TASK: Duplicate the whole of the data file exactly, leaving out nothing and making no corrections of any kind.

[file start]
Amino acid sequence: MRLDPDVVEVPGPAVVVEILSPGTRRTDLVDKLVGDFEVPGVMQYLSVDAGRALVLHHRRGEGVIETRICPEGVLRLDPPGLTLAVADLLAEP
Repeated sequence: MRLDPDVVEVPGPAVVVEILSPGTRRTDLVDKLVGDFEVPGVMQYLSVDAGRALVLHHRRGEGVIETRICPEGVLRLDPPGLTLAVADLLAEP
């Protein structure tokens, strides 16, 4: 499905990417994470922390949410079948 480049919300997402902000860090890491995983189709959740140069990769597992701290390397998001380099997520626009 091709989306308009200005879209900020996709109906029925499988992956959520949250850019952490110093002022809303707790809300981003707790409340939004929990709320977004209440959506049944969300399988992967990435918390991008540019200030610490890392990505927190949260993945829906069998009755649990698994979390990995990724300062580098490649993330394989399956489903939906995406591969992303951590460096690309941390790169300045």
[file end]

Amino acid sequence: MRLDPDVVEVPGPAVVVEILSPGTRRTDLVDKLVGDFEVPGVMQYLSVDAGRALVLHHRRGEGVIETRICPEGVLRLDPPGLTLAVADLLAEP
Repeated sequence: MRLDPDVVEVPGPAVVVEILSPGTRRTDLVDKLVGDFEVPGVMQYLSVDAGRALVLHHRRGEGVIETRICPEGVLRLDPPGLTLAVADLLAEP
């Protein structure tokens, strides 16, 4: 499905990417994470922390949410079948 480049919300997402902000860090890491995983189709959740140069990769597992701290390397998001380099997520626009 091709989306308009200005879209900020996709109906029925499988992956959520949250850019952490110093002022809303707790809300981003707790409340939004929990709320977004209440959506049944969300399988992967990435918390991008540019200030610490890392990505927190949260993945829906069998009755649990698994979390990995990724300062580098490649993330394989399956489903939906995406591969992303951590460096690309941390790169300045």